Archive for March 14th, 2020|Daily archive page

Return to The Box – Three Imaginary Boys

The next handful of photos from The Box.

beach trio bathers england vintage photograph

It’s certainly in Britain – it has postcard printing on the reverse including “British Made”. It has the feel of a South coast town – maybe Kent. Or perhaps further West. I don’t recognise the people – if anyone is related it’s the boy. It could be my grandfather, Ian, whose box this was. On the back of the photo in pencil is written I Harris in childish, non-joined-up handwriting.

The swimming costumes are old-fashionedly modest one-pieces. The man on the right’s has something written on it – tantalisingly all we can see under his folded arms is “S S”. His Chaplin (or perhaps slightly broader than Chaplin) moustache is of a time. The man on the left is pretty dench.

In the background are equally modestly dressed female bathers. The beach looks fairly rammed and tents or huts take up plenty of space. The scene is redolent of Victorian England though probably it is the early 20s (if that boy is my grandfather – who was born in 1915). The house on the right looks pre-Victorian, probably Georgian.

It’s striking that the photographer is in the water too, so presumably he’s using light-weight equipment without a tripod. His (I assume) composition is slightly eccentric with nearly half the shot made up of shallow sea.

In the sea is the number T668. It doesn’t feel like it’s on the surface of the print. There are tiny white dots in the figures as if it’s been scratched into something. No idea what T668 signifies.

toy car vintage photo

This next one has also got postcard printing on the back but no handwriting: Post Card – For Correspondence – Address Only. There is just an inky fingerprint – adult – my grandfather’s I hope.

I don’t recognise the boy – he looks less like my family than the bathing boy above.

The sleeves of his knitted jumper are noticeably short – bad knitter or hand-me-down? He has leather boots, shorts, and that cap, so perfect for driving.

The cycleable car is very old fashioned – more carriage than automobile, with its carriage lantern, thin wheels and boxy body-work. It is nicely finished with its striping, detailed radiator and number plate. So quite a posh looking toy.

It looks like he’s in a front garden, with no fence between it and the street, US-style. No sign of big-boy cars in the road. An open, quiet corner of a bygone age.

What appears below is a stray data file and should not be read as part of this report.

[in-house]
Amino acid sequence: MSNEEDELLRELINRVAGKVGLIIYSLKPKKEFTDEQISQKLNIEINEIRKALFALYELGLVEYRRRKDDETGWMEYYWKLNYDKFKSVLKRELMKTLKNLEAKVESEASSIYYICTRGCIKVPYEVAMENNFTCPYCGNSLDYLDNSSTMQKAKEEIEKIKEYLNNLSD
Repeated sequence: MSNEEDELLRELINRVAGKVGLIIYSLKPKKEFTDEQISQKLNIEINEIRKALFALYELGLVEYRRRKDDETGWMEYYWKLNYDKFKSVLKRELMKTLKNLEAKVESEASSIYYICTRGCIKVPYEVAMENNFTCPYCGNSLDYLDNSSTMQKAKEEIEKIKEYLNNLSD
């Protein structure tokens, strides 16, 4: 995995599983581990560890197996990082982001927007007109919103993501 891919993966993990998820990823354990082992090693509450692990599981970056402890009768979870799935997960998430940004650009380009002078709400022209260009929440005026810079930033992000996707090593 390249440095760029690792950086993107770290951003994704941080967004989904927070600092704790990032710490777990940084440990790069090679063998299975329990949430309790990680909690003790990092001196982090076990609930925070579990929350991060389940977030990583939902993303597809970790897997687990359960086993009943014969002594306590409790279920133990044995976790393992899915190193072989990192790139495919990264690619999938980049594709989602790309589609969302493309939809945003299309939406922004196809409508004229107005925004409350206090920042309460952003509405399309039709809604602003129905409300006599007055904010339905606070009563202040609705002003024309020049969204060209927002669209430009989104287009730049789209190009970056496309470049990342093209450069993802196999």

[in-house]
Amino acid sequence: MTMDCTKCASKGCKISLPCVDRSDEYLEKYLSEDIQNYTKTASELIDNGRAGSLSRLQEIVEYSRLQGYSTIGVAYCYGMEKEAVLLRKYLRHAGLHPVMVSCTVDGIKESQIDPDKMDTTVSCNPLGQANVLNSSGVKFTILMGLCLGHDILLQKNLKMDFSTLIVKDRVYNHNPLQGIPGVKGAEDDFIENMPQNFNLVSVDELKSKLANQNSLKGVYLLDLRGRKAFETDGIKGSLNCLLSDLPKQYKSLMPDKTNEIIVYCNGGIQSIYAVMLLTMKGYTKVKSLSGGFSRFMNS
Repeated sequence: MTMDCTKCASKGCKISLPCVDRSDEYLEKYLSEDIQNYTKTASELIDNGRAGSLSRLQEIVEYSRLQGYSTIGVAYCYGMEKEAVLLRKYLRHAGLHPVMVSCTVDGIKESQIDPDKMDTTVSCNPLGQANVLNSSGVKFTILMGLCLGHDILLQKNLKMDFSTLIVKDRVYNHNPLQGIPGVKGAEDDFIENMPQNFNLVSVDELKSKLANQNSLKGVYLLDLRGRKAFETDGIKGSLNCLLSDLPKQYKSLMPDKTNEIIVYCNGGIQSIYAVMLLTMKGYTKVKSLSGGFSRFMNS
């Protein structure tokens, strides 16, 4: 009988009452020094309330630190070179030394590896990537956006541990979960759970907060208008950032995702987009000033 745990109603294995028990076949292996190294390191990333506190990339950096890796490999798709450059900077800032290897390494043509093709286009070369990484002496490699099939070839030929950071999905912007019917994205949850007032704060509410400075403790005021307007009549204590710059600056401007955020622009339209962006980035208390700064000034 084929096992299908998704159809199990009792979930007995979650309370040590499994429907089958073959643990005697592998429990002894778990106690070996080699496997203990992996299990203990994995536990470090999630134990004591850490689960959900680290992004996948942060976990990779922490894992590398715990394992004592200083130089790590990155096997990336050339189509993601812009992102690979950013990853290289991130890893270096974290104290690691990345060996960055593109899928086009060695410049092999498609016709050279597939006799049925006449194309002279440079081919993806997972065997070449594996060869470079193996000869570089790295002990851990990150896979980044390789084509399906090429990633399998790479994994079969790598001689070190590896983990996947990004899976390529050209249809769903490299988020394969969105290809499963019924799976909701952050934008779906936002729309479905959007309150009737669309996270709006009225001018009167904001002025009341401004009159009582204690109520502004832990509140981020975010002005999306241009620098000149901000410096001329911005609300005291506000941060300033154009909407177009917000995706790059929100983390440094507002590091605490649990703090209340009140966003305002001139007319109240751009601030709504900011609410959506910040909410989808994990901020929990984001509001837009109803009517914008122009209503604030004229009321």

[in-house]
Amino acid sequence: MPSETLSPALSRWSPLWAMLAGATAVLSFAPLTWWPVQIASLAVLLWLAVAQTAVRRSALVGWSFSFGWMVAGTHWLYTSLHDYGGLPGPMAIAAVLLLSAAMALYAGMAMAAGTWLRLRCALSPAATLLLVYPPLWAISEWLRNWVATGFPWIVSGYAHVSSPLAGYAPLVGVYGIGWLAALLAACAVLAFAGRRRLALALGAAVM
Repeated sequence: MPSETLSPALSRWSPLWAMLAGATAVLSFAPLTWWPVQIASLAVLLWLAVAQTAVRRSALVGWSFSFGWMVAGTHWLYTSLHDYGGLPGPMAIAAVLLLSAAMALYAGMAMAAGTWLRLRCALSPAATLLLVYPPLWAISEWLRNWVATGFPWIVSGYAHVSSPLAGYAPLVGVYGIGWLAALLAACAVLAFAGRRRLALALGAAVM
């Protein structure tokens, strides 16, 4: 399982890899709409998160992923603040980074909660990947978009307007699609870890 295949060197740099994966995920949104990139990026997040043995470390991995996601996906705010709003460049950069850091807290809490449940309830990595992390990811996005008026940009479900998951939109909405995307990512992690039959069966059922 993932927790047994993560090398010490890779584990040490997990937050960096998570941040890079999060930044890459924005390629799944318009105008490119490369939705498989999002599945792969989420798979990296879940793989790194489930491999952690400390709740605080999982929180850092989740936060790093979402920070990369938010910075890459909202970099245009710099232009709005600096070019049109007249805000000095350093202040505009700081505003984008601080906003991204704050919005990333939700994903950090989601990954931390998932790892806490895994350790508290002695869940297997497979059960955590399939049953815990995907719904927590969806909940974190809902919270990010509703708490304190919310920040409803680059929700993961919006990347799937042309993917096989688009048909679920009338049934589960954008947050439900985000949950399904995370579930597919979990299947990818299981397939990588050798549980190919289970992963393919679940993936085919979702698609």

choc and marie vintage family photograph

These boys I do recognise for sure – and their parents. The taller boy is my grandfather so this must be around 1926/7. The shorter one is his brother Henry, born 1921. Henry became a gardener. He had a magical death – went to White Hart Lane with one of his sons for football and Spurs actually won; went home and did his garden; took a snooze in his favourite armchair – and never woke up again. Way to go. And a lovely man.

The father is Choc Harris (name origin was in The Box). He was a working class man from Dagenham, a cabinetmaker.

The mother, my great-grandmother Marie, was profoundly deaf. I believe this made Ian’s aka Pop’s upbringing difficult in some ways. I think she was quite angry. Her maiden name was Cohen which probably explains how come it is her line I can follow furthest back in the family tree I have been working on sporadically for some years. Her line currently goes back to 1544 in Prague. If she had a religious lineage, perhaps they keep much better records. Her antecedents founded both UCL (university, with Jeremy Bentham) and UCH (hospital) in London where both my boys were born.

Her face is very reminiscent of my grandfather as an adult. She looks slightly taller than my great-grandfather and fairly masculine. They were both born in 1886, making them about 40 in this photo. It looks like they are in a back garden, which may be in Becontree, Essex.

My grandfather, with a hand on both their shoulders, seems to be holding the family together. He’s the smartly dressed one in the group with a jacket and expansive wings-of-a-dove collar (ironic, as in later life he never gave a stuff about what he wore, in contrast to the other (German) grandpa who was positively dapper). He is the darker, solid centre among their pale clothes, the anchor.

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